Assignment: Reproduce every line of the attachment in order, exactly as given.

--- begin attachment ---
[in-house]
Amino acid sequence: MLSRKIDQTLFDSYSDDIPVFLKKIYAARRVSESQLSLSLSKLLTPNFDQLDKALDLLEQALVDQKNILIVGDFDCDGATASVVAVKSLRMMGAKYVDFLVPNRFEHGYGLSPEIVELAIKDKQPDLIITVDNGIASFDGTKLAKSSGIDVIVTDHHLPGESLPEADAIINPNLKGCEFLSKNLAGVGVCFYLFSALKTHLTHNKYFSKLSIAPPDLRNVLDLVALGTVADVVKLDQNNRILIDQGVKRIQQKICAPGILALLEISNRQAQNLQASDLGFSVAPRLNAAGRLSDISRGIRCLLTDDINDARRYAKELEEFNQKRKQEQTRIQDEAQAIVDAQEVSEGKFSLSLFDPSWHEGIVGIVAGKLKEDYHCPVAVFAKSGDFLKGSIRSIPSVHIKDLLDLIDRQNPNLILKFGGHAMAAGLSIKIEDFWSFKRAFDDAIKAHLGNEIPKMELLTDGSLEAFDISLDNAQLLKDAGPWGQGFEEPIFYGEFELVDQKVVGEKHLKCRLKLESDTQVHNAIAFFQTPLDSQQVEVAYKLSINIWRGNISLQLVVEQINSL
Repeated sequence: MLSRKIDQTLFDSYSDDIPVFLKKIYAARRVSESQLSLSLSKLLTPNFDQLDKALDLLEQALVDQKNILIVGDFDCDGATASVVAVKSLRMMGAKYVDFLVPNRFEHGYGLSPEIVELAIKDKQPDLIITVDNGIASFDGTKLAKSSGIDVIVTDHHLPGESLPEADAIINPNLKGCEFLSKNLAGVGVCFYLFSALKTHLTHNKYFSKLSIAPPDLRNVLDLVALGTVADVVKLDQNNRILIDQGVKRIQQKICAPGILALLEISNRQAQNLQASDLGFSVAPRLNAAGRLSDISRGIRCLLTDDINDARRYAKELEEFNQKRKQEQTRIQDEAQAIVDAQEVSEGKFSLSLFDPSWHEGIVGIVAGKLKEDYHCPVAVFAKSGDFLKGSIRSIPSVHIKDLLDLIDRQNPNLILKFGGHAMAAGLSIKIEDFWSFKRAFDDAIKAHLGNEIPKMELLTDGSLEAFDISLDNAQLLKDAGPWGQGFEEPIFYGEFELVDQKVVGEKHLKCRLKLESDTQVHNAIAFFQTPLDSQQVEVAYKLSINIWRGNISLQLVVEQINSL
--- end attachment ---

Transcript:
[in-house]
Amino acid sequence: MLSRKIDQTLFDSYSDDIPVFLKKIYAARRVSESQLSLSLSKLLTPNFDQLDKALDLLEQALVDQKNILIVGDFDCDGATASVVAVKSLRMMGAKYVDFLVPNRFEHGYGLSPEIVELAIKDKQPDLIITVDNGIASFDGTKLAKSSGIDVIVTDHHLPGESLPEADAIINPNLKGCEFLSKNLAGVGVCFYLFSALKTHLTHNKYFSKLSIAPPDLRNVLDLVALGTVADVVKLDQNNRILIDQGVKRIQQKICAPGILALLEISNRQAQNLQASDLGFSVAPRLNAAGRLSDISRGIRCLLTDDINDARRYAKELEEFNQKRKQEQTRIQDEAQAIVDAQEVSEGKFSLSLFDPSWHEGIVGIVAGKLKEDYHCPVAVFAKSGDFLKGSIRSIPSVHIKDLLDLIDRQNPNLILKFGGHAMAAGLSIKIEDFWSFKRAFDDAIKAHLGNEIPKMELLTDGSLEAFDISLDNAQLLKDAGPWGQGFEEPIFYGEFELVDQKVVGEKHLKCRLKLESDTQVHNAIAFFQTPLDSQQVEVAYKLSINIWRGNISLQLVVEQINSL
Repeated sequence: MLSRKIDQTLFDSYSDDIPVFLKKIYAARRVSESQLSLSLSKLLTPNFDQLDKALDLLEQALVDQKNILIVGDFDCDGATASVVAVKSLRMMGAKYVDFLVPNRFEHGYGLSPEIVELAIKDKQPDLIITVDNGIASFDGTKLAKSSGIDVIVTDHHLPGESLPEADAIINPNLKGCEFLSKNLAGVGVCFYLFSALKTHLTHNKYFSKLSIAPPDLRNVLDLVALGTVADVVKLDQNNRILIDQGVKRIQQKICAPGILALLEISNRQAQNLQASDLGFSVAPRLNAAGRLSDISRGIRCLLTDDINDARRYAKELEEFNQKRKQEQTRIQDEAQAIVDAQEVSEGKFSLSLFDPSWHEGIVGIVAGKLKEDYHCPVAVFAKSGDFLKGSIRSIPSVHIKDLLDLIDRQNPNLILKFGGHAMAAGLSIKIEDFWSFKRAFDDAIKAHLGNEIPKMELLTDGSLEAFDISLDNAQLLKDAGPWGQGFEEPIFYGEFELVDQKVVGEKHLKCRLKLESDTQVHNAIAFFQTPLDSQQVEVAYKLSINIWRGNISLQLVVEQINSL